I think I’ve touched on all your major points. Let me know if I haven’t. But, now, as promised, on to 5G.

I’m not excited for 5G in the least. Do I want DC to try new stuff and be okay with taking risks? Yes. It’s basically all I want. But everything that I’ve seen of 5G so far just terrifies me. From Wally as new Doctor Manhattan to Jon replacing Clark as Superman to the ending of Doomsday Clock, I just don’t want anything to do with 5G. But, that’s because I know it’s going to interrupt the Bendis corner.

I think I mentioned this in the OP, but I am aware that Wonder Twins, Lois Lane, and Jimmy Olsen aren’t written by Bendis. That said, those books wouldn’t have existed if it weren’t for him. LL and JO are spin-offs of Event Leviathan, and fall under the Superman corner that Bendis oversees. Wonder Comics is a whole imprint that Bendis commissioned. I’m not saying Bendis needs to write everything. His time at Marvel is proof enough that if you stretch him too thin, the books start to suffer. What I’m advocating for is a higher-up position in editorial. Maybe give him Jim Lee’s (I’m sorry if it seems like I have something personal against Lee; I don’t, I’m just not a fan of his art or the direction of DC under his supervision) chair. That kind of thing.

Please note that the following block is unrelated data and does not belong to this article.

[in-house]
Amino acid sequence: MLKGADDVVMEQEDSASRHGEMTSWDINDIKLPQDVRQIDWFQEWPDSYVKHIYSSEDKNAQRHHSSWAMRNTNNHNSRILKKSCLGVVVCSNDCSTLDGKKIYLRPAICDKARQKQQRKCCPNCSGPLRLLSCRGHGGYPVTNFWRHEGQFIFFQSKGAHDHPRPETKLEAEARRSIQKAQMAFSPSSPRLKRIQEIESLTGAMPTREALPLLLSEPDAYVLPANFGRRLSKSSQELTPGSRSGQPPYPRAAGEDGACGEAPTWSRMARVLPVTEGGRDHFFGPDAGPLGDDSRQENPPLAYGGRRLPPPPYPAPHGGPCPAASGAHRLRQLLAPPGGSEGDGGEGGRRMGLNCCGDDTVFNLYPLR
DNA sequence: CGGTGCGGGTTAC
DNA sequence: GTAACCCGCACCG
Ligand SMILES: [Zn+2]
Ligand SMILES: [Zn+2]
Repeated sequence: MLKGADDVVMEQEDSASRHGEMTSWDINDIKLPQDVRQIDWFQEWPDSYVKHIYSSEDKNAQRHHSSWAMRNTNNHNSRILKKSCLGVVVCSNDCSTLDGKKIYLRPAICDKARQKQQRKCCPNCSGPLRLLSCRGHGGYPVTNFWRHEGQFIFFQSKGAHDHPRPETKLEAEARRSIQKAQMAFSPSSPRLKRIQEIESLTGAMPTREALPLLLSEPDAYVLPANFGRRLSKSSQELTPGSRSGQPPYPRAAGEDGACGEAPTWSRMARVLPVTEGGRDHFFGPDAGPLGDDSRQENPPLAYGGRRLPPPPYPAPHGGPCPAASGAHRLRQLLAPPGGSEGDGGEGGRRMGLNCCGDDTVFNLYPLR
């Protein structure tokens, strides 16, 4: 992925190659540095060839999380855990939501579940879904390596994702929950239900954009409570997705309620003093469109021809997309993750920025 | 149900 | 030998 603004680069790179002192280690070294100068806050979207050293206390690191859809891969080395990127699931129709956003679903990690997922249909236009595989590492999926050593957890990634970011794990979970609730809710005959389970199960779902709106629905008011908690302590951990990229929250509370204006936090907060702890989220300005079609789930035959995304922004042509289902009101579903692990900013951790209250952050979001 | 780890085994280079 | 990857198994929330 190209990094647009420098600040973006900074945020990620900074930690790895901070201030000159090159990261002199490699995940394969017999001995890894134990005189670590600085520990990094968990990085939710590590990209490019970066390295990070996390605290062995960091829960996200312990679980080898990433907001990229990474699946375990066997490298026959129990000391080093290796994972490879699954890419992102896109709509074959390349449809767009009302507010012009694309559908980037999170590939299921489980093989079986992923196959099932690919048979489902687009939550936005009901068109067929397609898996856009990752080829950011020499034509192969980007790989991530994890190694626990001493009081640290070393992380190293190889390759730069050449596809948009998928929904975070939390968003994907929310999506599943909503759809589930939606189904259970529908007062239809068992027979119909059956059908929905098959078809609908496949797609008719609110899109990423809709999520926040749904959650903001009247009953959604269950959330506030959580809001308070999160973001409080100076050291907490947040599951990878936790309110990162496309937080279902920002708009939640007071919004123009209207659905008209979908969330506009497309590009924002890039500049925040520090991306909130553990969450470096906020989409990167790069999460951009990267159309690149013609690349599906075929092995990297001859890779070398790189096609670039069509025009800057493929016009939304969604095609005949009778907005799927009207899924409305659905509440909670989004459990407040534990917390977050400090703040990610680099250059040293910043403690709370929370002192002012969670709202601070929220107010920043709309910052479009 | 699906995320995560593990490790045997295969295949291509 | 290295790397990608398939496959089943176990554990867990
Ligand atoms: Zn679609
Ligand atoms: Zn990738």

I just don’t want another New 52.